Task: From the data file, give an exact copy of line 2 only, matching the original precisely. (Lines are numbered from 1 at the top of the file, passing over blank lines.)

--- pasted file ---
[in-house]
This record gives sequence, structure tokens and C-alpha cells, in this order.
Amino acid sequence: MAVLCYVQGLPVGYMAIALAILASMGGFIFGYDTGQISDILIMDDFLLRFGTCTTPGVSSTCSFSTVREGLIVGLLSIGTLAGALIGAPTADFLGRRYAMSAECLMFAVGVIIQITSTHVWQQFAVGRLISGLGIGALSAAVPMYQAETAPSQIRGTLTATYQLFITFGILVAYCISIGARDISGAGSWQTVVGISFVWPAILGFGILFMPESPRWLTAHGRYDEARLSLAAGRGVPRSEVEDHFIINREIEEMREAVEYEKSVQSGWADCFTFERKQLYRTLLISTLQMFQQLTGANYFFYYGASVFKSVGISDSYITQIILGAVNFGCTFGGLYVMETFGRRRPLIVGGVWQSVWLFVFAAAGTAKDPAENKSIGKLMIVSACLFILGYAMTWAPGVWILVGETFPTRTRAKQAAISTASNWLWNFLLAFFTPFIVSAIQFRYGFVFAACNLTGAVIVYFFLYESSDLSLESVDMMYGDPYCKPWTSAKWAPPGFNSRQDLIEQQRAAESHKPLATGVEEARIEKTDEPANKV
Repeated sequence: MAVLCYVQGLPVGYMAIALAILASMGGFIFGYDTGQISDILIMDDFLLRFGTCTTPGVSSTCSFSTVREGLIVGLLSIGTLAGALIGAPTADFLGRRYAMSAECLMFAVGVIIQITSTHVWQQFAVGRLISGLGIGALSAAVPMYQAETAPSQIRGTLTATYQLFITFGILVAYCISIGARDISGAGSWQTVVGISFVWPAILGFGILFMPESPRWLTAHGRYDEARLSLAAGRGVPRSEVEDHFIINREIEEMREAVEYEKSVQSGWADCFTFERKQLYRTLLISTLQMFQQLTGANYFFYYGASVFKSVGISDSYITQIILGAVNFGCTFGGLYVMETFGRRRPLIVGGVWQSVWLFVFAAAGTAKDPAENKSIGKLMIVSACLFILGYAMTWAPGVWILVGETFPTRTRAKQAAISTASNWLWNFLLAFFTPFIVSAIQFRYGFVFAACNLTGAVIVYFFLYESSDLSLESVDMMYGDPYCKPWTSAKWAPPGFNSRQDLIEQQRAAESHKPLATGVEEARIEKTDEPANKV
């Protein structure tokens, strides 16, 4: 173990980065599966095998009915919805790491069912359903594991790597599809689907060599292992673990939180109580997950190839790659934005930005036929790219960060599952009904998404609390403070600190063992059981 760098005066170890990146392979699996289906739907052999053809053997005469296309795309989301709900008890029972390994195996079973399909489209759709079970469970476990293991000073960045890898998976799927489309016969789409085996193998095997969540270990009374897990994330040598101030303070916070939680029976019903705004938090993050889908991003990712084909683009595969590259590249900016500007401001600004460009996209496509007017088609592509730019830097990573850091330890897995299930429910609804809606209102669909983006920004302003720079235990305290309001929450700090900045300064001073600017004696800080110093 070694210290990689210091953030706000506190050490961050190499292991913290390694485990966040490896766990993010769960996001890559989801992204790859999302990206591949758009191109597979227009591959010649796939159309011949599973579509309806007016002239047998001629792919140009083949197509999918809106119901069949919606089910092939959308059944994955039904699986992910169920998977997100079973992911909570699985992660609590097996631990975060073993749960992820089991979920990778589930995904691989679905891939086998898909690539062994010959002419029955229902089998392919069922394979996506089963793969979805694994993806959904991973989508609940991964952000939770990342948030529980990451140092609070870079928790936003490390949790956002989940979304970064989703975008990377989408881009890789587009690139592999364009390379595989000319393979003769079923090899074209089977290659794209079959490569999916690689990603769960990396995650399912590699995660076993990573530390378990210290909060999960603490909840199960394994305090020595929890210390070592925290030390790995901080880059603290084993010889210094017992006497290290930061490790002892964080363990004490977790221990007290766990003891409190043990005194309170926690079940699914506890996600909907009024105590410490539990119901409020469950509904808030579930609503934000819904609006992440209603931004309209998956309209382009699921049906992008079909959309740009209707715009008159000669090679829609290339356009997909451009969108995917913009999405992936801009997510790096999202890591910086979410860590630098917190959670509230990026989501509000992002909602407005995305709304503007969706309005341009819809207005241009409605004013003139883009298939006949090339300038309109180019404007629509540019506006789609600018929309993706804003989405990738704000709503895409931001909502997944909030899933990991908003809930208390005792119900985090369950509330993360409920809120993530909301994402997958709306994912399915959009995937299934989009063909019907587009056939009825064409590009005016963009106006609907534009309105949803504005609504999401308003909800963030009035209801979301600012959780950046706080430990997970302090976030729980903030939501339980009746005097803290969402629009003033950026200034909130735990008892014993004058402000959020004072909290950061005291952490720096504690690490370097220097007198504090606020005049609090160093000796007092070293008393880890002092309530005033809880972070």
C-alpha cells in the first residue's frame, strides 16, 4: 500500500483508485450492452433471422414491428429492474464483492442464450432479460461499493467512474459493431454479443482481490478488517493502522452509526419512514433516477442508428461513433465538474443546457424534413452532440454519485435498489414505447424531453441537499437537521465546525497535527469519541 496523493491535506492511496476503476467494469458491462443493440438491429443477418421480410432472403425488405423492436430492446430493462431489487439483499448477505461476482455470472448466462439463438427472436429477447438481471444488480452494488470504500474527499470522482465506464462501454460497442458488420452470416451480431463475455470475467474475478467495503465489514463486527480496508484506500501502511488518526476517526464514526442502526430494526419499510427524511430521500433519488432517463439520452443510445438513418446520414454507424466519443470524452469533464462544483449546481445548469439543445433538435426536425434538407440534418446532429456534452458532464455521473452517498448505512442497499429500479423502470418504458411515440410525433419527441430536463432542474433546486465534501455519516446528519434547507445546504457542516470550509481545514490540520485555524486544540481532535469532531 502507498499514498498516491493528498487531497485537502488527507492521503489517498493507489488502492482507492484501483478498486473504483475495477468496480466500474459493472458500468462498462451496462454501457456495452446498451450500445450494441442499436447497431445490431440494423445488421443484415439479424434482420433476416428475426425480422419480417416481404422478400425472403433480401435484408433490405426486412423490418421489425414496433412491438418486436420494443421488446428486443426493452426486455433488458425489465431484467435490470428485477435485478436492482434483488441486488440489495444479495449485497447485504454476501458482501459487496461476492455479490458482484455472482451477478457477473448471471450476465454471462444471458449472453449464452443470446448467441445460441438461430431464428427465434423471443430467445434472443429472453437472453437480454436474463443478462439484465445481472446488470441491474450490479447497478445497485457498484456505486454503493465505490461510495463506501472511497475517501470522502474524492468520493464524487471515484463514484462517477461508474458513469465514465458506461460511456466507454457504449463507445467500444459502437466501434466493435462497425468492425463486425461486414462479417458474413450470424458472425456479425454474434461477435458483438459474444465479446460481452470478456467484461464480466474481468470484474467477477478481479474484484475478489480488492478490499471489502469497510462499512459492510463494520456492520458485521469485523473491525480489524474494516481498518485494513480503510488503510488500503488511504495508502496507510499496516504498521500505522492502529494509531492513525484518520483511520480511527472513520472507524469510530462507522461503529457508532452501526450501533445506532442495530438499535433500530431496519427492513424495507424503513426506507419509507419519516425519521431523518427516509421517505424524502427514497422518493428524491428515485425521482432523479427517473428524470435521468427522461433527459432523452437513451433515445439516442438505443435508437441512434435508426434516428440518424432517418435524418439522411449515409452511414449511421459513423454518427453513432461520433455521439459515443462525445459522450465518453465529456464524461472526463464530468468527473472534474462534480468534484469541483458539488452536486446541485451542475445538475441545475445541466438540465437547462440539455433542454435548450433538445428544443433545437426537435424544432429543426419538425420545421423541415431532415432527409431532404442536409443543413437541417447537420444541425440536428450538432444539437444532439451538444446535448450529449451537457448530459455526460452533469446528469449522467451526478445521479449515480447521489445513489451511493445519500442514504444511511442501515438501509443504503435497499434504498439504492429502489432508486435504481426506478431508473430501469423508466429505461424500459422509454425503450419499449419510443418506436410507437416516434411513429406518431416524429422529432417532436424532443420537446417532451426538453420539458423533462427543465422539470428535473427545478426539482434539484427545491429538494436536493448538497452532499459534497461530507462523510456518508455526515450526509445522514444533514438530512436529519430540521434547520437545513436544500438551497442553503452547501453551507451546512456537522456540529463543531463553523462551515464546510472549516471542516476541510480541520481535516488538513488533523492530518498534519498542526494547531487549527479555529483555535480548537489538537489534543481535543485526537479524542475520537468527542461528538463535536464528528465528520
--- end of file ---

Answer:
This record gives sequence, structure tokens and C-alpha cells, in this order.